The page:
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Exodus 28:41

Context

28:41 “You are to clothe them – your brother Aaron and his sons with him – and anoint them 1  and ordain them 2  and set them apart as holy, 3  so that they may minister as my priests.

Exodus 29:9

Context
29:9 and wrap the sashes around Aaron and his sons 4  and put headbands on them, and so the ministry of priesthood will belong to them by a perpetual ordinance. Thus you are to consecrate 5  Aaron and his sons.

Exodus 29:29

Context

29:29 “The holy garments that belong to Aaron are to belong to his sons after him, so that they may be anointed 6  in them and consecrated 7  in them.

Exodus 29:33

Context
29:33 They are to eat those things by which atonement was made 8  to consecrate and to set them apart, but no one else 9  may eat them, for they are holy.

Exodus 29:35

Context

29:35 “Thus you are to do for Aaron and for his sons, according to all that I have commanded you; you are to consecrate them 10  for 11  seven days.

1 sn The instructions in this verse anticipate chap. 29, as well as the ordination ceremony described in Lev 8 and 9. The anointing of Aaron is specifically required in the Law, for he is to be the High Priest. The expression “ordain them” might also be translated as “install them” or “consecrate them”; it literally reads “and fill their hands,” an expression for the consecration offering for priesthood in Lev 8:33. The final instruction to sanctify them will involve the ritual of the atoning sacrifices to make the priests acceptable in the sanctuary.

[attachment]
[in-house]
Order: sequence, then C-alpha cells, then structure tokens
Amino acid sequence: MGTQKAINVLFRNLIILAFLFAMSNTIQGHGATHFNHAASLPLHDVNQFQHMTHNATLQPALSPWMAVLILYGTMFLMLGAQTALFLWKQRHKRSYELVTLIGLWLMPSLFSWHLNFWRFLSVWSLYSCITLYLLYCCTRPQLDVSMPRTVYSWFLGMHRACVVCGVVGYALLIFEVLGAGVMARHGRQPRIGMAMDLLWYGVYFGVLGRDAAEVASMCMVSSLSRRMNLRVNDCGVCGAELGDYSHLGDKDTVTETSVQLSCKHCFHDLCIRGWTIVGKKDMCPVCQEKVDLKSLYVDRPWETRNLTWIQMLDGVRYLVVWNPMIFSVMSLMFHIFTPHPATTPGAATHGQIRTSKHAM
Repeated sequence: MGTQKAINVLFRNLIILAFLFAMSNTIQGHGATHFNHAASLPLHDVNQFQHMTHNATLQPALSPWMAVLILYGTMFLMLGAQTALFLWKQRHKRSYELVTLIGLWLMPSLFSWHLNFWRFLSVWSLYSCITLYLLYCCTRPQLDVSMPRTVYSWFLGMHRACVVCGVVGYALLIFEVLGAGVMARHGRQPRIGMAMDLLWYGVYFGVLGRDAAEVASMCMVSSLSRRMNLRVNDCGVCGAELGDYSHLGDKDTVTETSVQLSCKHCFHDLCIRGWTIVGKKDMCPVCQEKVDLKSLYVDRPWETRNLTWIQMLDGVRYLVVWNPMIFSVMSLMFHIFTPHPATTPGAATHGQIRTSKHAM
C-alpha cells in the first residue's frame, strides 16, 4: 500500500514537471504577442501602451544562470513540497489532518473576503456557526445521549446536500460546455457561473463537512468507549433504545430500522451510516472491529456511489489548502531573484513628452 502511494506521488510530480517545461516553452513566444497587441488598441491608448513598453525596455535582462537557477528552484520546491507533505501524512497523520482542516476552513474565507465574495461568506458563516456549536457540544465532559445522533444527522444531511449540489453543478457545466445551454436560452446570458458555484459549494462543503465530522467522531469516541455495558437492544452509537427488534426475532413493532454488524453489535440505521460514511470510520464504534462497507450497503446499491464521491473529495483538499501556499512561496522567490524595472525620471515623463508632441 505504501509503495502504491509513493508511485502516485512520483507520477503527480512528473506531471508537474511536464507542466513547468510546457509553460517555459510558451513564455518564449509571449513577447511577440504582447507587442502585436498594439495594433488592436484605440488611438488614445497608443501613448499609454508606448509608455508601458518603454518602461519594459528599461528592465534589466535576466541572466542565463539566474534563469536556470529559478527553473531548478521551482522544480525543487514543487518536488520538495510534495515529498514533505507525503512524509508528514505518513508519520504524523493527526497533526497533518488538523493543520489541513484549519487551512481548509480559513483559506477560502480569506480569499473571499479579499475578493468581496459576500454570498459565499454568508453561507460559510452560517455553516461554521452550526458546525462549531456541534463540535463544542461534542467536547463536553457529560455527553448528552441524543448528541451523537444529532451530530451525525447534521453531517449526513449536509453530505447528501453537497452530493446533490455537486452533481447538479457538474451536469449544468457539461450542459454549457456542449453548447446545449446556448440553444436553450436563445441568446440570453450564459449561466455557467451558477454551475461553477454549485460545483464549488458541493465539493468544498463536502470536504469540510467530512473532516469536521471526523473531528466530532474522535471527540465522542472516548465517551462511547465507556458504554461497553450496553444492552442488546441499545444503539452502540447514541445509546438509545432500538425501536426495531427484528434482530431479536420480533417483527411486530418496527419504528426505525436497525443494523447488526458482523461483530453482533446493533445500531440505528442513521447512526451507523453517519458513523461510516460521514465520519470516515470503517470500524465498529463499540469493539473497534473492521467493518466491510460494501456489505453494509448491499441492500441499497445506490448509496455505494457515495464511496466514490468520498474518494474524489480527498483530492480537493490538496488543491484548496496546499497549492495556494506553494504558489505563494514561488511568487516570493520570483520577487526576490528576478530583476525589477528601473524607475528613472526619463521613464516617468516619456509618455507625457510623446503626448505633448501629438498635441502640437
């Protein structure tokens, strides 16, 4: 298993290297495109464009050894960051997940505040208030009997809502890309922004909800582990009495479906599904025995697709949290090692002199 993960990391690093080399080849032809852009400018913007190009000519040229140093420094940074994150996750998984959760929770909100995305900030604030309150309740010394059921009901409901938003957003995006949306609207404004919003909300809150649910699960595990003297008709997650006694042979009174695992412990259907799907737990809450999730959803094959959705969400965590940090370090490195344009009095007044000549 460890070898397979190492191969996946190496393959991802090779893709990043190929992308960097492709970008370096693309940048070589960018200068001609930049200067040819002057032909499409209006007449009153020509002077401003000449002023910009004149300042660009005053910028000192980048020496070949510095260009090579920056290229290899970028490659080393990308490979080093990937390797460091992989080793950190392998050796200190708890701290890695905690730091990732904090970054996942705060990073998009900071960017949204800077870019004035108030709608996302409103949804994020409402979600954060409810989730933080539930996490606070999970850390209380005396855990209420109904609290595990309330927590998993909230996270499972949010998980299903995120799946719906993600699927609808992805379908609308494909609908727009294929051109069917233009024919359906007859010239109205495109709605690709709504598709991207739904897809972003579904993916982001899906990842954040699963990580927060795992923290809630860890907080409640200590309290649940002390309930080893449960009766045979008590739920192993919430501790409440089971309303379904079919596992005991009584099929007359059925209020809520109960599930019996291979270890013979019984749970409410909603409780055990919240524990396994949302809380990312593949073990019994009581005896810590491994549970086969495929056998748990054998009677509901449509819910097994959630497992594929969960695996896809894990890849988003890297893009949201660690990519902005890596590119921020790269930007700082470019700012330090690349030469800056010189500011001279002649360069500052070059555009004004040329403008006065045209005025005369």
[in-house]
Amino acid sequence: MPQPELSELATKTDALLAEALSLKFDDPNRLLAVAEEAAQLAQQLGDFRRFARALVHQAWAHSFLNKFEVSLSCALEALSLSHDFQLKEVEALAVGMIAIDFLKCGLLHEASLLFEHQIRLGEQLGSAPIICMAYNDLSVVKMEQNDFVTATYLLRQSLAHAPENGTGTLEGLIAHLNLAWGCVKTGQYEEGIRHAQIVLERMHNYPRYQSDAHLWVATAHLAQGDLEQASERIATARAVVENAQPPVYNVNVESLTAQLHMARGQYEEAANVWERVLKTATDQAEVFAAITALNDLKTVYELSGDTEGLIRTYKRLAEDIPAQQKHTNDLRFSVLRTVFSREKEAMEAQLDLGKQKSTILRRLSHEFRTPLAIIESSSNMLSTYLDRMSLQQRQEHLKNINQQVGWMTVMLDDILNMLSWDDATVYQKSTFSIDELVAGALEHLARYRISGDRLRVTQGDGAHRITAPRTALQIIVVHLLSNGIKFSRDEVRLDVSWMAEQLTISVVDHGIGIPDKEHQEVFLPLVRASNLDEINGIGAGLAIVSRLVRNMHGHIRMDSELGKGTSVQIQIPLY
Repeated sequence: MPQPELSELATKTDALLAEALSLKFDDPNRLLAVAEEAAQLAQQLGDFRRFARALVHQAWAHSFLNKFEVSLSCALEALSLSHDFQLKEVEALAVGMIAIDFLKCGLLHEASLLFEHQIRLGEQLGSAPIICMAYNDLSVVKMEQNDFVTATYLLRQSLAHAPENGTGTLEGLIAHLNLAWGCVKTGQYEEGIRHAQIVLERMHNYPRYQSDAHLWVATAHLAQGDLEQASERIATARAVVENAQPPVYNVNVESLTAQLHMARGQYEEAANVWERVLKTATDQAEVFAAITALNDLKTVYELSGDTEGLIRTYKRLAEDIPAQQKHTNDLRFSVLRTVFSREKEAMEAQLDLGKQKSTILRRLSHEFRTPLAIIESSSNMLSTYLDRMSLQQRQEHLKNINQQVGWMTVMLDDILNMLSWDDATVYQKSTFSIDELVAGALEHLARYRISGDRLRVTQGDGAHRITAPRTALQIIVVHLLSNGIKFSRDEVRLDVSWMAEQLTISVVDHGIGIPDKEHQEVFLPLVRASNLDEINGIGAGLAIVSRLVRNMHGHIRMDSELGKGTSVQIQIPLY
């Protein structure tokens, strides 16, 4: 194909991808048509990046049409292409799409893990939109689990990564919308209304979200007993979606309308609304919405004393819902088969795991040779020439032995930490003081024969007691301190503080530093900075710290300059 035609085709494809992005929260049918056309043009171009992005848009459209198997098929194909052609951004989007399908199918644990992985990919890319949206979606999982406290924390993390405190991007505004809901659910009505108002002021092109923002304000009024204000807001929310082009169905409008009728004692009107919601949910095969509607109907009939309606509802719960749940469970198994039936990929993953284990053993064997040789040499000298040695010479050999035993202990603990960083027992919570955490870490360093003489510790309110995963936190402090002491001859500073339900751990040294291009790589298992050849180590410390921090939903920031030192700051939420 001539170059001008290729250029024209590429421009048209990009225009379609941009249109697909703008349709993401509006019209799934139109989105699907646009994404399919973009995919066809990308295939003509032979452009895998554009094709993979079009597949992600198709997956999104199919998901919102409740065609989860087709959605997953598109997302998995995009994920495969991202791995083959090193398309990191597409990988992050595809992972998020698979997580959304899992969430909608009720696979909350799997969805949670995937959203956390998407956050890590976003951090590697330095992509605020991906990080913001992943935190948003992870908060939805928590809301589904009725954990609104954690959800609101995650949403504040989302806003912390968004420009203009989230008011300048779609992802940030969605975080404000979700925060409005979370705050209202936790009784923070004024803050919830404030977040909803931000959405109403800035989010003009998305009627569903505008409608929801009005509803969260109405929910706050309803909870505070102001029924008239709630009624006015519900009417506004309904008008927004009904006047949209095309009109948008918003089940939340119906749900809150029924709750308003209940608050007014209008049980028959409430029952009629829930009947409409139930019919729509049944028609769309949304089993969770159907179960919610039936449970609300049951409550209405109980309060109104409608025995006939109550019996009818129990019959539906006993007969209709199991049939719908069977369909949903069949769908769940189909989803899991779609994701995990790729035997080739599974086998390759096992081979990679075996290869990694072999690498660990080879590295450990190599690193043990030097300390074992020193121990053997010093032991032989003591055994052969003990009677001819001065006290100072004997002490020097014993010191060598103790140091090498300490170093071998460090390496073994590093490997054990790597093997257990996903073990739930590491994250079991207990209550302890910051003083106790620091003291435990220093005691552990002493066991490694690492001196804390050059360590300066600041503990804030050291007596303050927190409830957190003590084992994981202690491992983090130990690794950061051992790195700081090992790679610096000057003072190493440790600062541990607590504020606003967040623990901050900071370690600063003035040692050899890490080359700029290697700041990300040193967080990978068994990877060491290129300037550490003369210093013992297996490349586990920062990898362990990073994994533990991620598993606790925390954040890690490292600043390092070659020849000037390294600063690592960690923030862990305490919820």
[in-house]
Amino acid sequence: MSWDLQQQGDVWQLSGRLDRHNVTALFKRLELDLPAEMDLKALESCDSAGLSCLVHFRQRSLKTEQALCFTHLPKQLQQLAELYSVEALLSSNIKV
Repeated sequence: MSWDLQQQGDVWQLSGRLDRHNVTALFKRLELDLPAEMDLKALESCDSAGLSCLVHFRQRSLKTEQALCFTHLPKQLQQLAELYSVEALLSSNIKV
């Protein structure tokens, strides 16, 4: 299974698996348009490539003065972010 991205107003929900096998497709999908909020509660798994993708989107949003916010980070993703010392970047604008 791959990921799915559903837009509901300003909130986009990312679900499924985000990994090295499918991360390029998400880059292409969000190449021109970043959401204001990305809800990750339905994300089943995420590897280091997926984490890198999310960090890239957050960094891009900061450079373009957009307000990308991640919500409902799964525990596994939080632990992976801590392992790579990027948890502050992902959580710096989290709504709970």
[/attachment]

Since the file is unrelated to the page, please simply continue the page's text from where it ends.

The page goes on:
2 tn Heb “fill their hand.” As a result of this installation ceremony they will be officially designated for the work. It seems likely that the concept derives from the notion of putting the priestly responsibilities under their control (i.e., “filling their hands” with work). See note on the phrase “ordained seven days” in Lev 8:33.

3 tn Traditionally “sanctify them” (KJV, ASV).

4 tc Hebrew has both the objective pronoun “them” and the names “Aaron and his sons.” Neither the LXX nor Leviticus 8:13 has “Aaron and his sons,” suggesting that this may have been a later gloss in the text.

5 tn Heb “and you will fill the hand” and so “consecrate” or “ordain.” The verb draws together the individual acts of the process.

6 tn The construction is an infinitive construct with a lamed (ל) preposition. The form simply means “for anointing,” but it serves to express the purpose or result of their inheriting the sacred garments.

7 tn This form is a Piel infinitive construct with a lamed (ל) preposition. It literally reads “for filling the hands,” the idiom used throughout this chapter for ordination or installation. Here too it has a parallel use of purpose or result.

8 tn The clause is a relative clause modifying “those things,” the direct object of the verb “eat.” The relative clause has a resumptive pronoun: “which atonement was made by them” becomes “by which atonement was made.” The verb is a Pual perfect of כִּפֵּר (kipper, “to expiate, atone, pacify”).

9 tn The Hebrew word is “stranger, alien” (זָר, zar). But in this context it means anyone who is not a priest (see S. R. Driver, Exodus, 324).

10 tn Heb “you will fill their hand.”

11 tn The “seven days” is the adverbial accusative explaining that the ritual of the filling should continue daily for a week. Leviticus makes it clear that they are not to leave the sanctuary.



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